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I was 17 years old when they discovered the brain tumor. The size of a pea, it rested in the right temporal lobe, close to my ear. It had been slowly growing and gradually plaguing me and everyone I loved for almost a year, when the strange behavior first began at the start of my senior year of high school.
The neurosurgeon hit me and my older brother with the news while we sat in his office. He showed us the MRI brain scans and told me my options. I listened and asked questions. What are the risks with surgical removal versus opting out of surgery? Is it cancer? My brother asked him if he knew what caused brain tumors. There was so much information to absorb and consider.
My neurosurgeon prescribed pills that would inhibit the symptoms of my tumor (which by that point had become every day occurrences) and my brother and I left his office. I was thankful my brother could accompany me to these appointments when my mom was tied up at work.
He decided to treat me to Mexican food for lunch and while biting into my chips my brother said, “The doctor and I are concerned you’re not taking this diagnosis very seriously.” Blinking in confusion, I asked, “What?”
He explained, “Well, he said when he has to inform someone that they have a brain tumor they usually cry and practically fall out of their chair in shock. You just sat there, almost in denial.”
I was annoyed but didn’t understand why. I don’t remember saying anything else about it. Then a few years later, sans brain tumor and totally healthy, I was recounting my story to a friend. When I remembered what my brother and doctor said to me about their “concern” it hit me: it was because I’m female.
If I had been a 17-year-old boy taking the news of his brain tumor stoically they would’ve thought ‘He’s being strong, how admirable’ and wouldn’t have thought twice about it. But a girl? If she’s not bursting into tears and falling off her chair there must be something wrong with her.
I didn’t respond emotionally at that point because I hadn’t heard anything devastating yet. Brain tumor that might be benign (it was) and could be surgically removed? Okay, let’s do it! If my neurosurgeon had delivered the news that I had months to live, perhaps that would’ve elicited the reaction they were looking for. Plus, I had asked questions and suggested I wanted to opt for surgery. How is that being “in denial”?
This particular occurrence came back to me recently when I had a text conversation with a friend about the recent Wonder Woman film starring Gal Gadot that we’d both just watched. (Spoiler Alert!) My friend, a male, said there were a couple of scenes that he thought could have been filmed better. He opined, “When his plane crashes and the boats come to their island, that should have been a more frightening scene. They had probably never seen ANYTHING in their waters ever before and now this!! And the battleship is sooo big! Plus, the guns should have been really shocking to them.”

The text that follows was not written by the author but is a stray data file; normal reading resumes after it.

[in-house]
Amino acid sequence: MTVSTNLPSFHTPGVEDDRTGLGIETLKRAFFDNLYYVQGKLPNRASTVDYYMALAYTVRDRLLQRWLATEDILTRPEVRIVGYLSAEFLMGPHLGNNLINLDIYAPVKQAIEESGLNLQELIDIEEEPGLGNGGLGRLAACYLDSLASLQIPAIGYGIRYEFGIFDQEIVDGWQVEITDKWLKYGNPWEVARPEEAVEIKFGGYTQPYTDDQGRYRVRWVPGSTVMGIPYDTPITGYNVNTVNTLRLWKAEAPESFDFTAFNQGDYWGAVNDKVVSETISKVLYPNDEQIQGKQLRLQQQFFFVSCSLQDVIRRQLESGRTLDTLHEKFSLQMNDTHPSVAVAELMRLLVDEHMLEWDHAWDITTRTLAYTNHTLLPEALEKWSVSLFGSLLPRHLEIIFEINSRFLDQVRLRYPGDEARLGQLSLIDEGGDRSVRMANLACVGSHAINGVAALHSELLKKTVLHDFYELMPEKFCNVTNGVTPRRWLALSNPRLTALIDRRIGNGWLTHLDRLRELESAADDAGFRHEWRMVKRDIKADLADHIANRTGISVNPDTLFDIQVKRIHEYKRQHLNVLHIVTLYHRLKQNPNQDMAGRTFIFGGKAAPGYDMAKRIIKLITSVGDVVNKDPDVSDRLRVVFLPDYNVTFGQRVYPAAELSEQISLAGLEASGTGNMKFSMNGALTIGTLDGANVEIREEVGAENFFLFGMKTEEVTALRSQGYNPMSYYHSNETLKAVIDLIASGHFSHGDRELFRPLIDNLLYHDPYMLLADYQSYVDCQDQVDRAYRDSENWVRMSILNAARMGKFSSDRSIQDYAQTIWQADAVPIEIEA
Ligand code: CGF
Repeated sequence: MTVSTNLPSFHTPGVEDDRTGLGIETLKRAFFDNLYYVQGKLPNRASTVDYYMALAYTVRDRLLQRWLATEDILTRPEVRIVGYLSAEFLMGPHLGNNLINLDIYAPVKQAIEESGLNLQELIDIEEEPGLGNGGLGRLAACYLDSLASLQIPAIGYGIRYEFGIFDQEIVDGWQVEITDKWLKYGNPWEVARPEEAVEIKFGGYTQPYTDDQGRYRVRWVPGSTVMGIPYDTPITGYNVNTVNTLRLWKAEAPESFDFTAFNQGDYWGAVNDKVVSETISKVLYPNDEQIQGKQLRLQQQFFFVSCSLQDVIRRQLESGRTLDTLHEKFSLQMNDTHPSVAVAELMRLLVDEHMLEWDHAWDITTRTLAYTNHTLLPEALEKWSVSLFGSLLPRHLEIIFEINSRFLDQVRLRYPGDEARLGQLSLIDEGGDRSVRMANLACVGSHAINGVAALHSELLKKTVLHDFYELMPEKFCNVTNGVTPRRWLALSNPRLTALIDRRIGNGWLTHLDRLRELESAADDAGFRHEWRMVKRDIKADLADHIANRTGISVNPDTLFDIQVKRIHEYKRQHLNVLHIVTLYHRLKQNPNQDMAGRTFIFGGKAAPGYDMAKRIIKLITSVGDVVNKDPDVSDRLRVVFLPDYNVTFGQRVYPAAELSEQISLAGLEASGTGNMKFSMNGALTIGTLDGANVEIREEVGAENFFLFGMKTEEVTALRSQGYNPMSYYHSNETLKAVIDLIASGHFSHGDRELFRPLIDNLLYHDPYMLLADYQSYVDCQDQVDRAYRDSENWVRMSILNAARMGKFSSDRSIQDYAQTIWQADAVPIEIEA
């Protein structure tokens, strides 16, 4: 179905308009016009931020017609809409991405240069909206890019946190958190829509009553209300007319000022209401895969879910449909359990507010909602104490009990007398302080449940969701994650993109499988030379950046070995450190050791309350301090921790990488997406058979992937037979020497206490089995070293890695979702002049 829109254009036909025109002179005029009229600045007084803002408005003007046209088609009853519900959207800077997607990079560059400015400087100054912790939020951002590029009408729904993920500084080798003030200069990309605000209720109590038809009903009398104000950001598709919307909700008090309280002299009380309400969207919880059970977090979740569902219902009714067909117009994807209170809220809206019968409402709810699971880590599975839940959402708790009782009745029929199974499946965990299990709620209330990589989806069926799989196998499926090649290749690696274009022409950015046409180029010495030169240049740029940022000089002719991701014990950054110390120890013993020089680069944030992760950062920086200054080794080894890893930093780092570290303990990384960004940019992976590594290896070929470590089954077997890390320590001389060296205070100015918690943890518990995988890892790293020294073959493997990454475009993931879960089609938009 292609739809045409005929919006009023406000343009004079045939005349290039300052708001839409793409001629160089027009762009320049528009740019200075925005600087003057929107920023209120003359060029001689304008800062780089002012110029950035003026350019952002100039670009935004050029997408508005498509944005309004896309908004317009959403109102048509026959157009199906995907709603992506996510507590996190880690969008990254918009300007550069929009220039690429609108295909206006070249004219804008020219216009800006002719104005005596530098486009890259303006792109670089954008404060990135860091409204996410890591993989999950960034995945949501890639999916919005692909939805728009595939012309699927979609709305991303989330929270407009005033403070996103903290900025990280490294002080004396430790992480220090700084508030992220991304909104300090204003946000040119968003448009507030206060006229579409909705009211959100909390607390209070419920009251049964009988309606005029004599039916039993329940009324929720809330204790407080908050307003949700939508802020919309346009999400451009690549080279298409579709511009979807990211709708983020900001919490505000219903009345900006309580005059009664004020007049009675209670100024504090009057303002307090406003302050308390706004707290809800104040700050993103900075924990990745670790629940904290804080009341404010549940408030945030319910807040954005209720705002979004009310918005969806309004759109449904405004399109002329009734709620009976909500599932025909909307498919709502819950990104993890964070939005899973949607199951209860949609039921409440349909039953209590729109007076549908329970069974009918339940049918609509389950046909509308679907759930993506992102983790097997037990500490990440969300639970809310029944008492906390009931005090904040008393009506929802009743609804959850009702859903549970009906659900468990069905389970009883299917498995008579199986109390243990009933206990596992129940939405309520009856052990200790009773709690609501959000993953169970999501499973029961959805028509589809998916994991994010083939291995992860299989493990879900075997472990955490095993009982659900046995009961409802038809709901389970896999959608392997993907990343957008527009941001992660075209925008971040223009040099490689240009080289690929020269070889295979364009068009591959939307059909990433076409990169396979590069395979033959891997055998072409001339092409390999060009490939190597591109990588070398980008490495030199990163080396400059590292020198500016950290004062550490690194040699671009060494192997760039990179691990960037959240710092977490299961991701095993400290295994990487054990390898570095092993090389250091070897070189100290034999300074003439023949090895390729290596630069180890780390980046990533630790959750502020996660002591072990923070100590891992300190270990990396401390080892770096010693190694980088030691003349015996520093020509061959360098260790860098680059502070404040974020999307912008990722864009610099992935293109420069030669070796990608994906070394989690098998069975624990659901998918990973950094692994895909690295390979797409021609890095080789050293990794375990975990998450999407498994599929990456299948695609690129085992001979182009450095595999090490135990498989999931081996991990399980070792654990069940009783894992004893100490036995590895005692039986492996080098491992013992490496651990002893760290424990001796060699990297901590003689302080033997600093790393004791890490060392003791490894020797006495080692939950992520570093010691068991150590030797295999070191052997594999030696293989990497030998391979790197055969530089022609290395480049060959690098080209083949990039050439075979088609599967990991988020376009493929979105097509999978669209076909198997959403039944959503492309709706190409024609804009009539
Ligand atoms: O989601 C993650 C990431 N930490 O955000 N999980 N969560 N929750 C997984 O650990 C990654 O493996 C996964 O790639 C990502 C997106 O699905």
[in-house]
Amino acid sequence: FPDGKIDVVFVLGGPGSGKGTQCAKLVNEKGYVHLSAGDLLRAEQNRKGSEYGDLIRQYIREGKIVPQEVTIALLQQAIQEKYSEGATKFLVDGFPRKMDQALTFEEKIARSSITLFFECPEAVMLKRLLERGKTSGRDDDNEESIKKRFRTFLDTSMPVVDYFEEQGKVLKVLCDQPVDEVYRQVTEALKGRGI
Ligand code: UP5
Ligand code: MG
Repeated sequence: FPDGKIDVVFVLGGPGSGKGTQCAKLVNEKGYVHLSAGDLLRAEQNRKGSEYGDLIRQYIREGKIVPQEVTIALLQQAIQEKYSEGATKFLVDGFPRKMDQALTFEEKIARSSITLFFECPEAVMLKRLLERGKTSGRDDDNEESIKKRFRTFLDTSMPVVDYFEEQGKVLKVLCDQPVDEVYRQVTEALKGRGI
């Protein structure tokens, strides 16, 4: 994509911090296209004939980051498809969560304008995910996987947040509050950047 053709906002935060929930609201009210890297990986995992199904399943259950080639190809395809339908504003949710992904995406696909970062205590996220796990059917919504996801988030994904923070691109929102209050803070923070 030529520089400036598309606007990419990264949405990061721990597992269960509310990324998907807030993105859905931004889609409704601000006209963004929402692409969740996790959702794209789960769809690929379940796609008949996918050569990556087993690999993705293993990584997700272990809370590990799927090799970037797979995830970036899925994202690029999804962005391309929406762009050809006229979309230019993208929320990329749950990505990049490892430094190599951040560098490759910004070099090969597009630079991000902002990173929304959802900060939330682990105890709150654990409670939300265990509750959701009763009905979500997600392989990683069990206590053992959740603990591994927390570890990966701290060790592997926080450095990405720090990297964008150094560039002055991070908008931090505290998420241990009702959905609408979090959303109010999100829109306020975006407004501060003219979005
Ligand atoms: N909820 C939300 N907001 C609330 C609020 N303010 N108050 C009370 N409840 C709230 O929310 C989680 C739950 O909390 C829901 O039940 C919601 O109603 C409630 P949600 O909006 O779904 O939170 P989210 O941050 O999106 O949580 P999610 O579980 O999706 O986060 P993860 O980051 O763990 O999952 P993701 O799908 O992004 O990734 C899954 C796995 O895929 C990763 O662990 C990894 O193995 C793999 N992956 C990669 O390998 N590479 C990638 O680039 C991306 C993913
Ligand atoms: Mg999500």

At first, I found this to be a reasonable observation, until my husband who was an avid comic book reader during his years spent in Northern Michigan as a youth reminded me, “But they're Amazons. They had trained for battle their whole lives, they were put on that island to prepare for possible invasion. The movie makes that clear, too.”
If they had been male Amazon warriors there is no doubt in my mind my friend wouldn’t have thought twice about their resilient and fearless attitudes toward those men on the ships. But they were women, so he had to see them expressing vulnerability for the sequence of events to make sense.
What’s going on with men psychologically that they either fetishize female strength (search online for FemDom or Financial Domination to see what I’m talking about) or want to ignore it altogether? Perhaps these men had been told their whole lives that women are “emotional” and therefore "weak” and men are the strong ones, so when they see evidence that it’s a stereotype and untrue they struggle to make sense of it. They have to “correct” it. We could also blame it on the Madonna/whore complex, so named after Christianity’s illustrations of womanhood being either chaste and passive (Mary, mother of Jesus) or sexually active and having agency over her body (Mary Magdalene, the prostitute). The message to millions of young people is that women can’t be multifaceted free agents with strength and power, those attributes belong to males.
Of course, we’ve come a long way and attitudes are evolving for the better, but it’s the lingering stereotypes that I find disconcerting.
*On a related note, here's what I had to say on my YouTube Channel about how female superheroes are drawn by comic book artists and whether or not it's sexist: https://youtu.be/fySKfX9IUc4
Follow Liz LaPoint on Twitter: @liz_lapoint
Liz LaPoint's website: The Naked Advice